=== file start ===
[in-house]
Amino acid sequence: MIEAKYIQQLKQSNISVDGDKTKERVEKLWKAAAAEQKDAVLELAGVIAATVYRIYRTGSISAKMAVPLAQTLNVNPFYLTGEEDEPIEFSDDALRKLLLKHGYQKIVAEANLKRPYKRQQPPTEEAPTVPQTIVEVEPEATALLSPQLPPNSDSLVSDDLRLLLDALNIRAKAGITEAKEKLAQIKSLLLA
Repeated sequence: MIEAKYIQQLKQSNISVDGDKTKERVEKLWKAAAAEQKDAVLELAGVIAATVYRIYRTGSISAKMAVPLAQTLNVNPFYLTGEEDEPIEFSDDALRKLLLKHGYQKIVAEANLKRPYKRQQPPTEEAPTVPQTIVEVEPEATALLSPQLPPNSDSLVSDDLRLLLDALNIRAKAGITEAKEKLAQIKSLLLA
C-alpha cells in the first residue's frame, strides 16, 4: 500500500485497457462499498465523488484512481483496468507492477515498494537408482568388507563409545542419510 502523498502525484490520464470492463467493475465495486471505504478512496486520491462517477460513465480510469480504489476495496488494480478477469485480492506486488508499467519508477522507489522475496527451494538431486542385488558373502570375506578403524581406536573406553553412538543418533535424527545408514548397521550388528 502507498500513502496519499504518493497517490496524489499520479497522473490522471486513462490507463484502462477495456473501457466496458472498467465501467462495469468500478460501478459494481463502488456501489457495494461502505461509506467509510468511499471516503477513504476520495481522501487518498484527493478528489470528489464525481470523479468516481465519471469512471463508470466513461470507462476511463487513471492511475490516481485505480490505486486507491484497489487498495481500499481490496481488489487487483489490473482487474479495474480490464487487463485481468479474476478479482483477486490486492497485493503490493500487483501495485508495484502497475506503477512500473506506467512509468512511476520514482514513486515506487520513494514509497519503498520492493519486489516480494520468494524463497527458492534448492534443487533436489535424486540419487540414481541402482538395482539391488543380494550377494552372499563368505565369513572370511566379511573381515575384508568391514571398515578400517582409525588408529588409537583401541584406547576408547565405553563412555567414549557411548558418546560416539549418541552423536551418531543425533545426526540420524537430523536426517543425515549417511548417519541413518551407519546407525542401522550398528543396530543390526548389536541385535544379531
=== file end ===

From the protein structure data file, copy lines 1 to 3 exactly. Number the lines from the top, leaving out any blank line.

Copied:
[in-house]
Amino acid sequence: MIEAKYIQQLKQSNISVDGDKTKERVEKLWKAAAAEQKDAVLELAGVIAATVYRIYRTGSISAKMAVPLAQTLNVNPFYLTGEEDEPIEFSDDALRKLLLKHGYQKIVAEANLKRPYKRQQPPTEEAPTVPQTIVEVEPEATALLSPQLPPNSDSLVSDDLRLLLDALNIRAKAGITEAKEKLAQIKSLLLA
Repeated sequence: MIEAKYIQQLKQSNISVDGDKTKERVEKLWKAAAAEQKDAVLELAGVIAATVYRIYRTGSISAKMAVPLAQTLNVNPFYLTGEEDEPIEFSDDALRKLLLKHGYQKIVAEANLKRPYKRQQPPTEEAPTVPQTIVEVEPEATALLSPQLPPNSDSLVSDDLRLLLDALNIRAKAGITEAKEKLAQIKSLLLA